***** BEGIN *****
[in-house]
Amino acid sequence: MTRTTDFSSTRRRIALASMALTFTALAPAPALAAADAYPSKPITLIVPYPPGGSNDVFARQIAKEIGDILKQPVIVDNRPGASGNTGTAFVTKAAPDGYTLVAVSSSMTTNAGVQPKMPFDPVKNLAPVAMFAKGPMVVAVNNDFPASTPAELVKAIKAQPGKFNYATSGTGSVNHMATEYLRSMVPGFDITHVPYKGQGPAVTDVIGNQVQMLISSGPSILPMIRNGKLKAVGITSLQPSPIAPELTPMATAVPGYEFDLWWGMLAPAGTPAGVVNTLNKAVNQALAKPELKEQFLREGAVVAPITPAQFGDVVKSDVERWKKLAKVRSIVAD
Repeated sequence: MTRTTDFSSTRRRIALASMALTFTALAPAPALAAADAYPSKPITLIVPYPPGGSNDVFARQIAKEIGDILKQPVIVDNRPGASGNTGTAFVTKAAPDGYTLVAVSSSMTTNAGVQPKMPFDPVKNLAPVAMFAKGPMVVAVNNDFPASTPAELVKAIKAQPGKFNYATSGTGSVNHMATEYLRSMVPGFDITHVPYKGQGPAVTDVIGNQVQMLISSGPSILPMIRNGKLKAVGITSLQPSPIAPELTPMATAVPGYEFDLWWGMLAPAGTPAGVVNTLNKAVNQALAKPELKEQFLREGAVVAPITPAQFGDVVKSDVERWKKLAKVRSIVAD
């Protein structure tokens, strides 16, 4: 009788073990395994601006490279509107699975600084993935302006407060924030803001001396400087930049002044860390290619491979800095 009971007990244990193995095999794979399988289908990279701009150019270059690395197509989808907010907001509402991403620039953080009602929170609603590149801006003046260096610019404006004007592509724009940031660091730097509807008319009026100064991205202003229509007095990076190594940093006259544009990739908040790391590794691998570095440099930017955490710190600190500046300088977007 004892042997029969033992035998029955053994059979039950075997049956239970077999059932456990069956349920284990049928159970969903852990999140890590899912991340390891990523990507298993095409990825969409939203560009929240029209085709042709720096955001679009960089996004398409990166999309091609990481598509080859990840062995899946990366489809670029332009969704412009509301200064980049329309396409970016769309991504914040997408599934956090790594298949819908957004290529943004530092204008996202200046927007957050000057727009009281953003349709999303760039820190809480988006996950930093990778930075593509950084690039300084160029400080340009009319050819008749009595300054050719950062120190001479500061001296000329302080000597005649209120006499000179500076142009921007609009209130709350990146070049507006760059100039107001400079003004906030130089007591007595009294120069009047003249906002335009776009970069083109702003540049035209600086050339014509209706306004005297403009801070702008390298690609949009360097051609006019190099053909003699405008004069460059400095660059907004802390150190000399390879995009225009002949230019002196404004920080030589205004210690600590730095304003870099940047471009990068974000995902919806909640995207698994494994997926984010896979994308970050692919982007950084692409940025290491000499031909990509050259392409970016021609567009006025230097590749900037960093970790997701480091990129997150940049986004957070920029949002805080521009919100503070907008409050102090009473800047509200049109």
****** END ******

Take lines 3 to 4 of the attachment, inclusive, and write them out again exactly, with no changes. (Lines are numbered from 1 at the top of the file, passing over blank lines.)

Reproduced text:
Repeated sequence: MTRTTDFSSTRRRIALASMALTFTALAPAPALAAADAYPSKPITLIVPYPPGGSNDVFARQIAKEIGDILKQPVIVDNRPGASGNTGTAFVTKAAPDGYTLVAVSSSMTTNAGVQPKMPFDPVKNLAPVAMFAKGPMVVAVNNDFPASTPAELVKAIKAQPGKFNYATSGTGSVNHMATEYLRSMVPGFDITHVPYKGQGPAVTDVIGNQVQMLISSGPSILPMIRNGKLKAVGITSLQPSPIAPELTPMATAVPGYEFDLWWGMLAPAGTPAGVVNTLNKAVNQALAKPELKEQFLREGAVVAPITPAQFGDVVKSDVERWKKLAKVRSIVAD
């Protein structure tokens, strides 16, 4: 009788073990395994601006490279509107699975600084993935302006407060924030803001001396400087930049002044860390290619491979800095 009971007990244990193995095999794979399988289908990279701009150019270059690395197509989808907010907001509402991403620039953080009602929170609603590149801006003046260096610019404006004007592509724009940031660091730097509807008319009026100064991205202003229509007095990076190594940093006259544009990739908040790391590794691998570095440099930017955490710190600190500046300088977007 004892042997029969033992035998029955053994059979039950075997049956239970077999059932456990069956349920284990049928159970969903852990999140890590899912991340390891990523990507298993095409990825969409939203560009929240029209085709042709720096955001679009960089996004398409990166999309091609990481598509080859990840062995899946990366489809670029332009969704412009509301200064980049329309396409970016769309991504914040997408599934956090790594298949819908957004290529943004530092204008996202200046927007957050000057727009009281953003349709999303760039820190809480988006996950930093990778930075593509950084690039300084160029400080340009009319050819008749009595300054050719950062120190001479500061001296000329302080000597005649209120006499000179500076142009921007609009209130709350990146070049507006760059100039107001400079003004906030130089007591007595009294120069009047003249906002335009776009970069083109702003540049035209600086050339014509209706306004005297403009801070702008390298690609949009360097051609006019190099053909003699405008004069460059400095660059907004802390150190000399390879995009225009002949230019002196404004920080030589205004210690600590730095304003870099940047471009990068974000995902919806909640995207698994494994997926984010896979994308970050692919982007950084692409940025290491000499031909990509050259392409970016021609567009006025230097590749900037960093970790997701480091990129997150940049986004957070920029949002805080521009919100503070907008409050102090009473800047509200049109």